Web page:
Long Ranger, by Capt. Bill Pike, Photography by Jim Raycroft (continued)
Vietnam? Or Holland?
A few months ago, I took Fritz up on his invitation, joining him for the better part of a day while we inspected the first Vietnamese shipyard I’d ever visited. And, sure enough, the experience was indeed instructive.
For starters, Song Thu was immense—reportedly its chain-link fences encompass more than 46 scrupulously clean, highly manicured acres. And what’s more, I soon learned it was affiliated with Damen Group in Holland and had been for more than 11 years, according to executive vice president Bui Hoang Hai. Damen, of course, is one of the largest, most respected shipyard operations in the world.
“This is a Damen project,” said Hai as we walked past the towering, dark-blue, distinctively shaped bow of a ready-to-launch, 50-meter “Sea Axe” Fast Crew Supply Vessel, with a steel hull, an aluminum superstructure, a 6,000-horsepower Caterpillar powerplant, and a reported top speed of 30 knots.
“Please tell Mr. Hai,” I asked our translator, “that his shipyard looks like a shipyard in Holland—I have not seen such safety-consciousness, attention to detail, cleanliness, and mechanized sophistication in a shipyard since my last trip to the Netherlands.”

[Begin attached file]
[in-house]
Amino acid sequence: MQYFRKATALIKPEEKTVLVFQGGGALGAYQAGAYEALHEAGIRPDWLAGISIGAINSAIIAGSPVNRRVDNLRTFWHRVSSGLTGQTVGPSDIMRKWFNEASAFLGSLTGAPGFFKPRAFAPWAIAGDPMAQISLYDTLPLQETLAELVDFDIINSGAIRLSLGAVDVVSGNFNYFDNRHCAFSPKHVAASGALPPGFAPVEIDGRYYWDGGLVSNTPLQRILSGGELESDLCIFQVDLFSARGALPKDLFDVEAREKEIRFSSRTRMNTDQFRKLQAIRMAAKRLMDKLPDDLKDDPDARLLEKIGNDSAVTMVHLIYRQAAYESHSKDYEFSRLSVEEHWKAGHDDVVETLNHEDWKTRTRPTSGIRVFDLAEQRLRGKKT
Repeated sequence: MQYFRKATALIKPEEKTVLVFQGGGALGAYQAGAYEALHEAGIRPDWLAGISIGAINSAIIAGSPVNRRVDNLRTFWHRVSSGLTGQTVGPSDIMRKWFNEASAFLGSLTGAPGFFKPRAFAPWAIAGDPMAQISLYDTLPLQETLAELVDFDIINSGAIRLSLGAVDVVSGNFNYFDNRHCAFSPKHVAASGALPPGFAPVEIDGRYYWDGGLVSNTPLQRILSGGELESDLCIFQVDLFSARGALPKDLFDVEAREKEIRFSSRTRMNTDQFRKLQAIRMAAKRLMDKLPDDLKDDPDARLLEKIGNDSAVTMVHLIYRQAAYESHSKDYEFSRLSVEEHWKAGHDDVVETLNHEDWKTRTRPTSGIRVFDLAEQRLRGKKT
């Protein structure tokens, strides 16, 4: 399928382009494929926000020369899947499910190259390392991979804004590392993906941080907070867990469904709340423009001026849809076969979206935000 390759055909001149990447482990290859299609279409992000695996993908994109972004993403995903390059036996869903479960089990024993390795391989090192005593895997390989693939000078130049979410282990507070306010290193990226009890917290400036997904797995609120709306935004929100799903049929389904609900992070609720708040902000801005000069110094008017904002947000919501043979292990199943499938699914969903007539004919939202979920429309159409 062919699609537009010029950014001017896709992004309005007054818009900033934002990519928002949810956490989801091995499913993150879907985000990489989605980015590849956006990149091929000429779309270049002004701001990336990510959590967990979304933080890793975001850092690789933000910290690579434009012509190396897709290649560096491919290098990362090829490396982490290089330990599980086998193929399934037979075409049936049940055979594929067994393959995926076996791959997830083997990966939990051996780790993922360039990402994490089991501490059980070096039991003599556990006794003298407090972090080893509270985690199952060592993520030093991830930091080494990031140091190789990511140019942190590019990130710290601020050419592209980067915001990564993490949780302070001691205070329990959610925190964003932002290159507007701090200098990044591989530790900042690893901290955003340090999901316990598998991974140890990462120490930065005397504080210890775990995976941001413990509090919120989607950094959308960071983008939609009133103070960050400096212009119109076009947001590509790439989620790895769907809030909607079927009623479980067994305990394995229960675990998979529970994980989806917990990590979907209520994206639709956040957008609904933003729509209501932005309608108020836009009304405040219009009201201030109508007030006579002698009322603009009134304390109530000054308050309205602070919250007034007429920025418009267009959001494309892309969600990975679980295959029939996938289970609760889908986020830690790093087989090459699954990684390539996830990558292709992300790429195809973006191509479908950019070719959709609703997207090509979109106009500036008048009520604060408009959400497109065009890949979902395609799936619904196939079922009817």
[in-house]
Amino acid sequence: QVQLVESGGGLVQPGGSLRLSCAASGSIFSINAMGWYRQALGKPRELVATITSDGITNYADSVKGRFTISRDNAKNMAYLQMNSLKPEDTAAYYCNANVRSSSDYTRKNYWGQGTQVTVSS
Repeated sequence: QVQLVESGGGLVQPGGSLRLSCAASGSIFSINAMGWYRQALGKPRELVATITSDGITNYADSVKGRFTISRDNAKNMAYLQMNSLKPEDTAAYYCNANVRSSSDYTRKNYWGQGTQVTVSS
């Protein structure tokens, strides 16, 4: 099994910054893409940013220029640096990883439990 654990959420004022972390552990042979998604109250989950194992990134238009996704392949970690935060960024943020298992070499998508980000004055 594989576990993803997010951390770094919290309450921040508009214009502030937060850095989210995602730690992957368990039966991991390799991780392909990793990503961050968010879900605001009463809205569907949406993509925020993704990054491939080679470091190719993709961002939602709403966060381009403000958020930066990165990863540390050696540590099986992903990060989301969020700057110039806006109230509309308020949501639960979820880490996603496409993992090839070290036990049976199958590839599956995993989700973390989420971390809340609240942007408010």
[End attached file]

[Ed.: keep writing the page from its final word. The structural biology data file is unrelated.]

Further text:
“Mr. Hai is pleased,” said the translator, as our host smiled. Obviously he was.
But hey, I wasn’t exaggerating. Already, we’d seen a phalanx of administration buildings that looked new and impeccably cared for; a long lineup of spotlessly clean, meticulously organized sheds containing some 11 different vessels abuilding (from Azimuthing Stern Drive or ASD tugs to giant DP-capable oil field supply vessels); several shops containing relatively new machines capable of computer-cutting and/or bending most metals with microscopic precision; a room full of young engineers working with sophisticated CAD programs; and, last but not least, a giant 4,500-ton Rolls-Royce Syncrolift.
“I know the yard is impressive,” said Fritz as we examined a small, freshly painted tanker awaiting delivery to Australia’s Macleay Oil Company. “But what’s even more impressive is the management team here—these people run a tight ship.”